KEARNEY – Paul Twigg tells the story like it happened yesterday. But the emotional moment he shared with UNK colleague Frank Kovacs actually occurred more than 10 years ago.
That is when Kovacs confided in Twigg and shared news that his 14-year-old daughter, Sarah, was being taken off life support. She had lost her battle with Wegner’s Disease, a terminal lung disease.
They were in a lab on a weekend. And they broke down and cried together.
A biology professor at UNK, Twigg’s story was among those he shared at Xi Phi Chapter of Mortar Board’s recent Last Lecture series.
UNK senior and Mortar Board member Kaitlin Hehnke nominated Twigg to give a lecture with the hypothetical notion it would be his last.
“I had Dr. Twigg for cell biology,” said, Henke, a psychobiology major from Grand Island. “I thought he was by far the best teacher I’ve had at UNK. I’m going into medicine, so everything he’s taught me I feel like is going to help me so much through medical school, so that’s why I nominated him.”
Twigg’s lecture was titled “Dancing Phospholipids, Handcuffs and Mummified Twinkies: There’s Always an Explanation.”
He went back to his roots. Coming from a family of coal miners in Pennsylvania, he credited his grandfather – or as Twigg calls him, ‘pap’ – for sparking his interest in plants.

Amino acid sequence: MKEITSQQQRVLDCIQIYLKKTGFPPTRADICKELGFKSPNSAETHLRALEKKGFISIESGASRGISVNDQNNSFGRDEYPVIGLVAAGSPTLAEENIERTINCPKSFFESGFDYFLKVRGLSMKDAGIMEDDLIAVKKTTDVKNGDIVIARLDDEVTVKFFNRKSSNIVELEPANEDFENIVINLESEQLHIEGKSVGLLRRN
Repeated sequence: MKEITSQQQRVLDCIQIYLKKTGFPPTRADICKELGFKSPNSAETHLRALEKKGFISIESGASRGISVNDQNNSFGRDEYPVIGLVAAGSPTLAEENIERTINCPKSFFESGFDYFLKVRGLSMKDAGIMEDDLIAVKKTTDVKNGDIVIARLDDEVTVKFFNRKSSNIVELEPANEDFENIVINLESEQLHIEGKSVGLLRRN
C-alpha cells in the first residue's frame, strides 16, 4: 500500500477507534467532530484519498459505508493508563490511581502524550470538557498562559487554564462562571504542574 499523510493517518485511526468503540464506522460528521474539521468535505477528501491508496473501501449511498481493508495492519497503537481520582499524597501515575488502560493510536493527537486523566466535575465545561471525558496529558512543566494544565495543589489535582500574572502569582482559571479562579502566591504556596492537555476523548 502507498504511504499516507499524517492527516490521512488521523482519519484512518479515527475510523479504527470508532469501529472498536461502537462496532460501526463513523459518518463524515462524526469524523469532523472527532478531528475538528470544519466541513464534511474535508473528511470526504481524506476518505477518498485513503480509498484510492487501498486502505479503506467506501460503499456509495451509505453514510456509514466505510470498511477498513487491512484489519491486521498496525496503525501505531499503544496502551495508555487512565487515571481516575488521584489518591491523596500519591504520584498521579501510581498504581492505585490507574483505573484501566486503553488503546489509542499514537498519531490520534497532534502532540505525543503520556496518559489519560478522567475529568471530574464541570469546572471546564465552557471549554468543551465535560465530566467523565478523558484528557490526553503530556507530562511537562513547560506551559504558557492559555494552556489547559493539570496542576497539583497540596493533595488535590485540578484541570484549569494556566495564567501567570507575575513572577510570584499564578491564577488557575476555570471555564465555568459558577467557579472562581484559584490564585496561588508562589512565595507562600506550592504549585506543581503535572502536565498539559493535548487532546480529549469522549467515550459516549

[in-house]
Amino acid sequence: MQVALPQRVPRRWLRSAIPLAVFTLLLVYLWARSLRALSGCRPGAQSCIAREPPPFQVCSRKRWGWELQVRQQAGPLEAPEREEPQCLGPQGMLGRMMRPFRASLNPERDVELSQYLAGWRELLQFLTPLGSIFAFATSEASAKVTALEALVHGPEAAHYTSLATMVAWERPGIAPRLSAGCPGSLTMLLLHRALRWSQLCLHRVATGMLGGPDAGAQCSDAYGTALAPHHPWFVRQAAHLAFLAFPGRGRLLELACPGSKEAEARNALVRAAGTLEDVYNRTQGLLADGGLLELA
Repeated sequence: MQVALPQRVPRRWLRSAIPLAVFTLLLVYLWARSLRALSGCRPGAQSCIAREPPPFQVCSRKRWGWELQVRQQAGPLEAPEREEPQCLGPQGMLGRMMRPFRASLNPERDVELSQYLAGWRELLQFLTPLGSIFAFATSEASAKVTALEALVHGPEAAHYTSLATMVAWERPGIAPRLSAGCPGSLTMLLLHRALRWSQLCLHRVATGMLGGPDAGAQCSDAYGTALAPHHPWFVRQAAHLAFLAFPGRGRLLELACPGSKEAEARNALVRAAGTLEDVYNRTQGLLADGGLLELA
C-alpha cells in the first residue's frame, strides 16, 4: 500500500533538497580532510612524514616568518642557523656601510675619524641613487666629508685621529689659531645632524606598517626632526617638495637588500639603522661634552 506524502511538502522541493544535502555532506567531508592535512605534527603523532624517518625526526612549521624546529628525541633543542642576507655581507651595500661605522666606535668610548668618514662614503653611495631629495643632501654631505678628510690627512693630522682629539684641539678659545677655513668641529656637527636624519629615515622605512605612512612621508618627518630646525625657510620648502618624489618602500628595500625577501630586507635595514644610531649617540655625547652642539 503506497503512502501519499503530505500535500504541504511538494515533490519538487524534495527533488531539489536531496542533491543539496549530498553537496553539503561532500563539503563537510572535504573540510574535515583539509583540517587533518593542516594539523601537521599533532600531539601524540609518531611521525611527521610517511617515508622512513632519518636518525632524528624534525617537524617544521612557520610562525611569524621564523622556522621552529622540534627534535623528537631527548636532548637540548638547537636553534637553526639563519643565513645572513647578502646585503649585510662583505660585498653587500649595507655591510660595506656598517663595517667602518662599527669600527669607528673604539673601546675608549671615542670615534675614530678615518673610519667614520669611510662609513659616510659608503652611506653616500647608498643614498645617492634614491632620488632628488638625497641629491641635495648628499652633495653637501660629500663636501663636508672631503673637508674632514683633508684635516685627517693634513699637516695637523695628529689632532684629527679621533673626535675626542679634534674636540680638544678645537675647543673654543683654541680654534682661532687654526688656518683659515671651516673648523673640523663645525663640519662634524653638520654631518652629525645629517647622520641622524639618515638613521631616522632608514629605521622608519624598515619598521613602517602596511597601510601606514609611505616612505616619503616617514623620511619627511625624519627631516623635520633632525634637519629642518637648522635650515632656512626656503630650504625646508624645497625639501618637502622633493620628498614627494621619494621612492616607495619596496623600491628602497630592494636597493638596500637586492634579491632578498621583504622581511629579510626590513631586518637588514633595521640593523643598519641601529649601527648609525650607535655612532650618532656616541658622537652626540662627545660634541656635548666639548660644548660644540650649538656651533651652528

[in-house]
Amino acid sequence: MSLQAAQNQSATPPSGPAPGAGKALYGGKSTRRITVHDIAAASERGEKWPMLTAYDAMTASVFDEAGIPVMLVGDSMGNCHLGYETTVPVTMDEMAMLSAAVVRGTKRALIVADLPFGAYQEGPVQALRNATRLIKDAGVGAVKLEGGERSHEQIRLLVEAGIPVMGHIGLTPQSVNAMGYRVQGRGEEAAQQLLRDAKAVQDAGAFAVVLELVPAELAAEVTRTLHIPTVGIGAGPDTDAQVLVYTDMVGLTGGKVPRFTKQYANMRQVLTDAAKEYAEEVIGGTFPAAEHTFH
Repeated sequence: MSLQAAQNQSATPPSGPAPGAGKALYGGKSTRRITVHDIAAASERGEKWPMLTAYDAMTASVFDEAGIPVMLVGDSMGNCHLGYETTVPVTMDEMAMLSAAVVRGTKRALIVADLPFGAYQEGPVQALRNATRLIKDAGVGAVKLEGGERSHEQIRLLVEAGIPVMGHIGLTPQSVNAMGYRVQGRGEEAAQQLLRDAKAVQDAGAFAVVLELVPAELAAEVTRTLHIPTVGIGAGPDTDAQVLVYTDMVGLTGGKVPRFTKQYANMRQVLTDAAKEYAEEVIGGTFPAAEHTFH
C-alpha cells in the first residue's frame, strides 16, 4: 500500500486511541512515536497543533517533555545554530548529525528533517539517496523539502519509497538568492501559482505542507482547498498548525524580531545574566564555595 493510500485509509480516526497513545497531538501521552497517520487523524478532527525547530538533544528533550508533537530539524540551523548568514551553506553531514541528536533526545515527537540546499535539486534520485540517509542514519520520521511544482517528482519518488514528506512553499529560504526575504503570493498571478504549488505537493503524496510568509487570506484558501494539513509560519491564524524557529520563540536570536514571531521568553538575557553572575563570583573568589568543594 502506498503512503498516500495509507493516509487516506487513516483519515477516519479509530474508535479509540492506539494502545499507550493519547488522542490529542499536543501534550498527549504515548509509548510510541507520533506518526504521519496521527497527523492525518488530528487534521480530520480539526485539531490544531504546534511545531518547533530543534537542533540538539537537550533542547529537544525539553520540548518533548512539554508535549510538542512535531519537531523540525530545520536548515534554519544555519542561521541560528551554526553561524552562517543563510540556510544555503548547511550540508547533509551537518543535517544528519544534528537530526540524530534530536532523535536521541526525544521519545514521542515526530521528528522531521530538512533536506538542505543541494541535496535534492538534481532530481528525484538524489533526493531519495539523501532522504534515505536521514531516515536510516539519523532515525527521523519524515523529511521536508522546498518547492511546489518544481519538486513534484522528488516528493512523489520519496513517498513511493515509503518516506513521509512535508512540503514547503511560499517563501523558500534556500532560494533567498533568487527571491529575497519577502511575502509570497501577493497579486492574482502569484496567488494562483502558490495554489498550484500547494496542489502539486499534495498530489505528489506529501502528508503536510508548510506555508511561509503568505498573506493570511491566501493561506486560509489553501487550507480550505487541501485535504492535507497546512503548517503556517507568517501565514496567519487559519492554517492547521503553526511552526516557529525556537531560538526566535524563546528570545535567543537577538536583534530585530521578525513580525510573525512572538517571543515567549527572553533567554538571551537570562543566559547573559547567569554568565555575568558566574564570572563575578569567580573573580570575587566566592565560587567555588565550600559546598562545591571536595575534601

He shared Kovacs’ story and other moments that have made his 24 years at UNK worthwhile.
One experience that touched Twigg was the special relationship he’s made with undergraduate students, including one student he referred to as Christine.
Christine was an average student who had some personal problems. She opened up to Twigg, told him she did not have a father figure, and asked him to help her move. While moving, Twigg jokingly said, “I may as well be your father.
“Christine asked me to give her away at her wedding,” he said. “She sends me Father’s Day cards.”
Other comments from Twigg’s lecture:
“If it takes making a fool out of myself in front of kids to dance like a phospholipid, or anything else to help students remember something, its what I’m here for.”
“Those of you who know me fairly well know I’m a fan of hockey. I like to feel like I’m a center. I like to get the puck to others to score.”
“If you get into one spot and you’re not changing or moving forward, it’s time to leave. If that grass starts to grow under your feet, move for God’s sakes.”
When interviewed for his position at UNK and asked why he wanted to work with plants, he responded: “They don’t bleed, they don’t scream, they don’t bite, they don’t run away and you never have to ask permission to do anything with them.”